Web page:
Many memory researchers believe in the so-called “end effect.” When we evaluate something that happened to us, the thinking goes, the final moments of it are disproportionately influential. Maybe the movie, as a whole, was kind of a bore, but that twist ending was brilliant. Or maybe the vacation was underwhelming because of the cramped hotel room, but the final day featured an astounding volcano hike. In these cases, when we look back on the movie or the trip as a whole, we’ll do so more favorably than if we simply averaged out each “moment” of the experience. If the end effect is true — and it’s a well-respected idea in the literature — it could have important ramifications for how we structure vacations and other experiences.
But a new study suggests it might not be. Writing in the Journal of Experimental Psychology: General (unlocked draft version available here), doctors Stephanie Tully of the University of Southern California and Tom Meyvis of New York University present a set of experimental findings that, taken together, suggest the end effect may not be real.
The pair ran a series of carefully controlled experiments designed to isolate the end effect. In one, for example, they had a bunch of undergrads listen to an unpleasant noise for a period of time (God bless undergrads, those hardy experimental subjects). In the control condition, the students simply listened to the annoying noise. In another, a period of less annoying noise was added to the end, and in a third it was added to the beginning.
The end effect would predict that those undergrads in the group with the less annoying end would rate the noise as more tolerable, but that wasn’t what happened — instead, there was no statistically significant difference between the ratings of the two non-control groups, and both, as predicted, evaluated their noises as less annoying than did the members of the control group. The researchers consistently found these sorts of results over the course of their seven studies, including one that took things out of the lab — the researchers measured participants’ enjoyment of a 12-obstacle fun run. In the end, Tully and Meyvis concluded that while people might overweigh the end of an experience in a limited set of specific instances, their experiments offered evidence to support the idea that people inherently do this.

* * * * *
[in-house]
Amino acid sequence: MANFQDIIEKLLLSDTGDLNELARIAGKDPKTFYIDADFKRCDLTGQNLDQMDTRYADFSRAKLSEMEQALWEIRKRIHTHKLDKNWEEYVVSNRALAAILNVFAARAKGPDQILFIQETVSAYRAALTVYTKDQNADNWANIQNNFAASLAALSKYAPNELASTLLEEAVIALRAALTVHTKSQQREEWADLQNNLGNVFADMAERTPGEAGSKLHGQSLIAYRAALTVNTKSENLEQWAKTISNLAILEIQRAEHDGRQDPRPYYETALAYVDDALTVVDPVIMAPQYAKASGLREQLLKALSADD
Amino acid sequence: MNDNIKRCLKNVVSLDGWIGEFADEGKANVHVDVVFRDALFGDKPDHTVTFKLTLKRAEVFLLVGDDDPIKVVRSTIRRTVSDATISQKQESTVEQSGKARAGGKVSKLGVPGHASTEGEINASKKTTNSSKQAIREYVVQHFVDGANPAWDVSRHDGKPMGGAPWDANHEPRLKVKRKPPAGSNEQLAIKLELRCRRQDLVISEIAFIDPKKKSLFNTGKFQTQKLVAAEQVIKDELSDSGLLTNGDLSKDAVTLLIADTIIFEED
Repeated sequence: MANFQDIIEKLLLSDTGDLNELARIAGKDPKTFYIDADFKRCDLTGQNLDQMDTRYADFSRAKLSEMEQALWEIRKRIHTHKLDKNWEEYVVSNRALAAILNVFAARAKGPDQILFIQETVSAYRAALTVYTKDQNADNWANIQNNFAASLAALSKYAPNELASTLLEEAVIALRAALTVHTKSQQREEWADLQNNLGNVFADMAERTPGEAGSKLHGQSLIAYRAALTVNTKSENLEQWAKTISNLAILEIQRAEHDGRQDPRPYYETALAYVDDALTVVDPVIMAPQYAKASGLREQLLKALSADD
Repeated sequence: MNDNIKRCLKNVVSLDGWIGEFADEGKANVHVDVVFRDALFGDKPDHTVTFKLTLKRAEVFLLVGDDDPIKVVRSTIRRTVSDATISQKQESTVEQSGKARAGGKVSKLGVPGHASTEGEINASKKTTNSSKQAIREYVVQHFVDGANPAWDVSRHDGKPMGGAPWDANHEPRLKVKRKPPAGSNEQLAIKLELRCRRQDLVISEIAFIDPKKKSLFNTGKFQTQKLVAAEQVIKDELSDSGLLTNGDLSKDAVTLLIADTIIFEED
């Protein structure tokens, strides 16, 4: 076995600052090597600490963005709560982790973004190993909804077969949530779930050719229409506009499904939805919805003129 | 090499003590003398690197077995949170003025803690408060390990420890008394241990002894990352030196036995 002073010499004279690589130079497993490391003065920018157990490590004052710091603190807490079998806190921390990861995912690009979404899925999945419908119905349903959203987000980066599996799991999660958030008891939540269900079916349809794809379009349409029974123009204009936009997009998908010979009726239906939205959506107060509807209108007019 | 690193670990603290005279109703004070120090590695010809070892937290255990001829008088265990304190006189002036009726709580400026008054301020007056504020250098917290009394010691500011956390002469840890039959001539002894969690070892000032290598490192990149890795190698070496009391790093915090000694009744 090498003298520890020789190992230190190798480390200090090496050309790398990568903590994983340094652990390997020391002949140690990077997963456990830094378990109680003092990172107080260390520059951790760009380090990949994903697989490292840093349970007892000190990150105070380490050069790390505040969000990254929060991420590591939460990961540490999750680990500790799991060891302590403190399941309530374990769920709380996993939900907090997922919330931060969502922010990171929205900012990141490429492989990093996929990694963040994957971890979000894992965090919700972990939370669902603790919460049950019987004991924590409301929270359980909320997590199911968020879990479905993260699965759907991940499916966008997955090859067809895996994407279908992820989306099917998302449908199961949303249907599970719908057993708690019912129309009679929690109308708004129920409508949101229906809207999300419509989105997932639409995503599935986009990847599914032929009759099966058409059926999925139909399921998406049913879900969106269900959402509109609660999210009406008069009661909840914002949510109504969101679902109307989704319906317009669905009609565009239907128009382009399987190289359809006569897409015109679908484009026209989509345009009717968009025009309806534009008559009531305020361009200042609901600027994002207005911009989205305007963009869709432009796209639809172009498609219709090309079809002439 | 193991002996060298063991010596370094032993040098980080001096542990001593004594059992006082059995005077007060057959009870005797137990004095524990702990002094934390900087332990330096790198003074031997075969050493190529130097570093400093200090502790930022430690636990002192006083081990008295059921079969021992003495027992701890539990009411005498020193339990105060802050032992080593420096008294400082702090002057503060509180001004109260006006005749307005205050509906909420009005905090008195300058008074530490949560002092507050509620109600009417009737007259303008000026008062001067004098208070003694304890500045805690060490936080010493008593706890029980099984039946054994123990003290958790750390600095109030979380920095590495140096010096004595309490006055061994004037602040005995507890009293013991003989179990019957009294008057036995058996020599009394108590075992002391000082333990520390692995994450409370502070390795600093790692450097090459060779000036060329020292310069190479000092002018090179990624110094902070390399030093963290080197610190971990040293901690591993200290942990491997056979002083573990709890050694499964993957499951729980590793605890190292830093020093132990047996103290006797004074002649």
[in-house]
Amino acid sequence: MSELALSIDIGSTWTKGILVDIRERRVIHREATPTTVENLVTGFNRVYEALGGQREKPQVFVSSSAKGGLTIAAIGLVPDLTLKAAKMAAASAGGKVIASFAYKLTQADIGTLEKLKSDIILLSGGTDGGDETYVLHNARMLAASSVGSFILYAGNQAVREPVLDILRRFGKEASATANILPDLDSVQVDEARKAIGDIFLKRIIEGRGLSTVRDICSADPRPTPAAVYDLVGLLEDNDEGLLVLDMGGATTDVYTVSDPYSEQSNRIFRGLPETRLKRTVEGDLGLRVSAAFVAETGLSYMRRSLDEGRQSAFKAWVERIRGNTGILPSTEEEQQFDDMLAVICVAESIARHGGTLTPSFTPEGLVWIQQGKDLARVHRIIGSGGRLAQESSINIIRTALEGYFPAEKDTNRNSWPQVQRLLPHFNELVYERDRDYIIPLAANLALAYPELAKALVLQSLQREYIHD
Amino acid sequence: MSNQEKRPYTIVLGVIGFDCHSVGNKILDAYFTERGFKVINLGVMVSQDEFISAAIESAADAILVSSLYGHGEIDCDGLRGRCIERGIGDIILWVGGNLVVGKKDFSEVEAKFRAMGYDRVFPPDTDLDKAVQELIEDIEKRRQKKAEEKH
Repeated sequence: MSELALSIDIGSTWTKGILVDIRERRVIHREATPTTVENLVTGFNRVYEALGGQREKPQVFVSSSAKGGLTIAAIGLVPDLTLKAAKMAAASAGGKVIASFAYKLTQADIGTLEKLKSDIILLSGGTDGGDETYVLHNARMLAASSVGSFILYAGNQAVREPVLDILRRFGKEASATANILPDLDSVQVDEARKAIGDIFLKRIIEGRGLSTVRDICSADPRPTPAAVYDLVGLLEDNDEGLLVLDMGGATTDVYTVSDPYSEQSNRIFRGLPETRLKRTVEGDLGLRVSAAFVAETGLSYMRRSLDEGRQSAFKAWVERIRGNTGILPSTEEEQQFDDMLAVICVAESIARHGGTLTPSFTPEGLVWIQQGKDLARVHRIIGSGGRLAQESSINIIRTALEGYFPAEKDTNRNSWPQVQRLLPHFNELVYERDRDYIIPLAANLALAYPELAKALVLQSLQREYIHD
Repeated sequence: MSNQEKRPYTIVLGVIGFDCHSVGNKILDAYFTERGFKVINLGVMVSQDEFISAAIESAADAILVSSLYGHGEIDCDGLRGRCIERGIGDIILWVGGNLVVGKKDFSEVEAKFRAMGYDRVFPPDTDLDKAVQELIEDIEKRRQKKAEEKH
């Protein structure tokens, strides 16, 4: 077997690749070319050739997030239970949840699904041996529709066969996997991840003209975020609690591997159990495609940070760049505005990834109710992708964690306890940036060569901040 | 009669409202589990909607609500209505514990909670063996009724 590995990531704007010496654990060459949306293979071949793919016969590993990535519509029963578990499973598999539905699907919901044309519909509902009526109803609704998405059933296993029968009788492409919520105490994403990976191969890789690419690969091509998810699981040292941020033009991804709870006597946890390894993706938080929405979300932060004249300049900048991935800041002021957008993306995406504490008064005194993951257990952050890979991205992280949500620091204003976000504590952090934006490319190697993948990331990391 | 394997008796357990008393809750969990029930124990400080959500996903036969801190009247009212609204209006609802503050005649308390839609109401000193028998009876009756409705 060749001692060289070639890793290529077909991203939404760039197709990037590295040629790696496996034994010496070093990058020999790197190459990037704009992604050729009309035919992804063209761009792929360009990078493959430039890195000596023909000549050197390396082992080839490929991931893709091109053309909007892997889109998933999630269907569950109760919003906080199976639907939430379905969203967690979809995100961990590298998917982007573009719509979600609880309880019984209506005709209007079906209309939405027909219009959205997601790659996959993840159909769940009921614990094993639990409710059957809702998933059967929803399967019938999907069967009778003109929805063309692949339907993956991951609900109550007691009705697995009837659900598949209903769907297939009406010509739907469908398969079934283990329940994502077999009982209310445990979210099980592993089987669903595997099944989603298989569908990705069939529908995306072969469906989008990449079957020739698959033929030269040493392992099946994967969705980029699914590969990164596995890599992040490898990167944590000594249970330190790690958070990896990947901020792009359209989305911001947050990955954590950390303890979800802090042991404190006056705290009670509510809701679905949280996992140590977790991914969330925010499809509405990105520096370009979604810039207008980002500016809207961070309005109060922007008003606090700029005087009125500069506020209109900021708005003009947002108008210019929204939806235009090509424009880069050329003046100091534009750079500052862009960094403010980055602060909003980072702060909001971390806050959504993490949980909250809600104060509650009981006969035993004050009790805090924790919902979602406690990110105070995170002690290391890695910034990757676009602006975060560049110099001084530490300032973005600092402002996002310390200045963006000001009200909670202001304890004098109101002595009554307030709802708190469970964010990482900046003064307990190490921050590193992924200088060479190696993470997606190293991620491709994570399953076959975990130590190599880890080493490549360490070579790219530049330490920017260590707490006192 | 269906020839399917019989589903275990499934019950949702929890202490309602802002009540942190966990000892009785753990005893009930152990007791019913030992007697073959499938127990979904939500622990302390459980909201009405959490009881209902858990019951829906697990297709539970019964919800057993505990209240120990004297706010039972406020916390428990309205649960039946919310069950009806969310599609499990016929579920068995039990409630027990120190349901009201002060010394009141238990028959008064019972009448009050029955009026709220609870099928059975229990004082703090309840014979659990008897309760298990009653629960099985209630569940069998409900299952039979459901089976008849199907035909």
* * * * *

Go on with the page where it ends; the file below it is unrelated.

This all goes against a fair amount of past research. Why have so many other researchers published findings supporting the end effect? One possibility is, well, math. Let’s say you watch a three-minute video of, say, a sea lion cuddling with a dog and are asked to rate how much you enjoyed it on a scale of 1 to 5. Imagine you gave the first and second minutes a 3, and the third minute — the stirring climax where the sea lion and canine become best friends — a 5. If you averaged out the minute-by-minute scores, you’d give the film a 3.66. But let’s say, as many researchers believe, it’s the last minute that’s the most important, meaning you overweigh it (count it more than the other two minutes). In that case, what would you give the video? A 4? A 4.3? That’s not that far off from a 3.66, and most studies are more complicated than this rather oversimplified example. So, because it’s not easy for humans to quantify enjoyment, some experimental results from the past may have been misinterpreted by researchers — the numbers seemed to support the existence of the end effect, but what was really going on was that a “good” or “bad” ending simply got factored into the overall average.
That said, one study can’t fully overturn the idea of an end effect, and the researchers do explain that there are plenty of important instances in which the end of an experience does matter more:
Endings are likely… over-weighted when the last part of an experience is particularly meaningful. For instance, evaluations of goal-directed experiences may be particularly affected by the end of the experience (Carmon & Kahneman, 1996) because the end often determines whether the goal has been met. The end may also be particularly influential for narrative experiences, such as watching TV shows (Hui et al., 2014), because the end of an episodeoften provides a meaningful resolution.
Finally, endings can also have a disproportionate impact through recency effects. Specifically, for experiences that are long and varied (e.g., a year-long trip around the world), people may simply be unable to remember many parts of the experience because of memory constraints. In that case, basic memory research suggests that the overall evaluation may be disproportionately influenced by both the beginning and end of the experience, rather than what happened in the middle[.]
Memory is complicated, and — to invoke the old refrain — more research is needed.